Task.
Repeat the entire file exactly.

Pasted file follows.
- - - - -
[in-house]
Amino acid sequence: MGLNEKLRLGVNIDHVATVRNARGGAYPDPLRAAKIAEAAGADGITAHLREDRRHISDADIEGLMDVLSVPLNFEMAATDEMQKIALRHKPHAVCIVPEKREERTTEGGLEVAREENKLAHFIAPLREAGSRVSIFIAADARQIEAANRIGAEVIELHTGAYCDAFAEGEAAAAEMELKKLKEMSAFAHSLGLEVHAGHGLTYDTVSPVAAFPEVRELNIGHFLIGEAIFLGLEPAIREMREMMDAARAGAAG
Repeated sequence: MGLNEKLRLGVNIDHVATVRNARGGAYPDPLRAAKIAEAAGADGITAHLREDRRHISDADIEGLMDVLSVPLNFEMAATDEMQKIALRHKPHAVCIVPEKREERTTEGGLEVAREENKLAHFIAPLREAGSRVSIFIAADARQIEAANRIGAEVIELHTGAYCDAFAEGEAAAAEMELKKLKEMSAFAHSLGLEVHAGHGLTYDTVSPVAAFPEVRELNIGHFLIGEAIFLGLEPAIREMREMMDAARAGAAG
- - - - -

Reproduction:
[in-house]
Amino acid sequence: MGLNEKLRLGVNIDHVATVRNARGGAYPDPLRAAKIAEAAGADGITAHLREDRRHISDADIEGLMDVLSVPLNFEMAATDEMQKIALRHKPHAVCIVPEKREERTTEGGLEVAREENKLAHFIAPLREAGSRVSIFIAADARQIEAANRIGAEVIELHTGAYCDAFAEGEAAAAEMELKKLKEMSAFAHSLGLEVHAGHGLTYDTVSPVAAFPEVRELNIGHFLIGEAIFLGLEPAIREMREMMDAARAGAAG
Repeated sequence: MGLNEKLRLGVNIDHVATVRNARGGAYPDPLRAAKIAEAAGADGITAHLREDRRHISDADIEGLMDVLSVPLNFEMAATDEMQKIALRHKPHAVCIVPEKREERTTEGGLEVAREENKLAHFIAPLREAGSRVSIFIAADARQIEAANRIGAEVIELHTGAYCDAFAEGEAAAAEMELKKLKEMSAFAHSLGLEVHAGHGLTYDTVSPVAAFPEVRELNIGHFLIGEAIFLGLEPAIREMREMMDAARAGAAG